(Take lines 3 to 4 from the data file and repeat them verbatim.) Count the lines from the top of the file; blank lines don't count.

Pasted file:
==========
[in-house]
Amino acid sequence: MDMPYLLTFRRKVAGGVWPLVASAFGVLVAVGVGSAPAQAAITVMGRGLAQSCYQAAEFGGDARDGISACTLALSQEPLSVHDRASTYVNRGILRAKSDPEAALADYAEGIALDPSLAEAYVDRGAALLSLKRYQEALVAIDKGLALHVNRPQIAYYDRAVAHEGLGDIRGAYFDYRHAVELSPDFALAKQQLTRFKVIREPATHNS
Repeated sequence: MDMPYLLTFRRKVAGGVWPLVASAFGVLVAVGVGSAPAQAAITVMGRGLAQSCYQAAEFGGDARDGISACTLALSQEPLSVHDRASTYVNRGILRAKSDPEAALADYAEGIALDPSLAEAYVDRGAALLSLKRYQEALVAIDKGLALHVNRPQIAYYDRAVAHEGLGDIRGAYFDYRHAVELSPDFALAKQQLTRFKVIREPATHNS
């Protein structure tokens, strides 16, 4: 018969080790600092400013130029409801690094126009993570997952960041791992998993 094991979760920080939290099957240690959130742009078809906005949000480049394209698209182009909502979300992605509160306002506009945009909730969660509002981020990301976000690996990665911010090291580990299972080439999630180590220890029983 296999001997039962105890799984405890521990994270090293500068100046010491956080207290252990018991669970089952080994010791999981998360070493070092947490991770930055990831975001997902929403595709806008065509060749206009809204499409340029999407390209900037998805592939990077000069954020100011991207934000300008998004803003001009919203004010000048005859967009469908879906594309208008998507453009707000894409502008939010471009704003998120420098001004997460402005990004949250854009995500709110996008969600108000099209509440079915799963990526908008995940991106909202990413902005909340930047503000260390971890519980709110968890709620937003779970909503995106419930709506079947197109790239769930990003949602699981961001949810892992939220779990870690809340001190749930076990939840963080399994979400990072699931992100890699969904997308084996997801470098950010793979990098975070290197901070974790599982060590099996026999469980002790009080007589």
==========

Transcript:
Repeated sequence: MDMPYLLTFRRKVAGGVWPLVASAFGVLVAVGVGSAPAQAAITVMGRGLAQSCYQAAEFGGDARDGISACTLALSQEPLSVHDRASTYVNRGILRAKSDPEAALADYAEGIALDPSLAEAYVDRGAALLSLKRYQEALVAIDKGLALHVNRPQIAYYDRAVAHEGLGDIRGAYFDYRHAVELSPDFALAKQQLTRFKVIREPATHNS
């Protein structure tokens, strides 16, 4: 018969080790600092400013130029409801690094126009993570997952960041791992998993 094991979760920080939290099957240690959130742009078809906005949000480049394209698209182009909502979300992605509160306002506009945009909730969660509002981020990301976000690996990665911010090291580990299972080439999630180590220890029983 296999001997039962105890799984405890521990994270090293500068100046010491956080207290252990018991669970089952080994010791999981998360070493070092947490991770930055990831975001997902929403595709806008065509060749206009809204499409340029999407390209900037998805592939990077000069954020100011991207934000300008998004803003001009919203004010000048005859967009469908879906594309208008998507453009707000894409502008939010471009704003998120420098001004997460402005990004949250854009995500709110996008969600108000099209509440079915799963990526908008995940991106909202990413902005909340930047503000260390971890519980709110968890709620937003779970909503995106419930709506079947197109790239769930990003949602699981961001949810892992939220779990870690809340001190749930076990939840963080399994979400990072699931992100890699969904997308084996997801470098950010793979990098975070290197901070974790599982060590099996026999469980002790009080007589």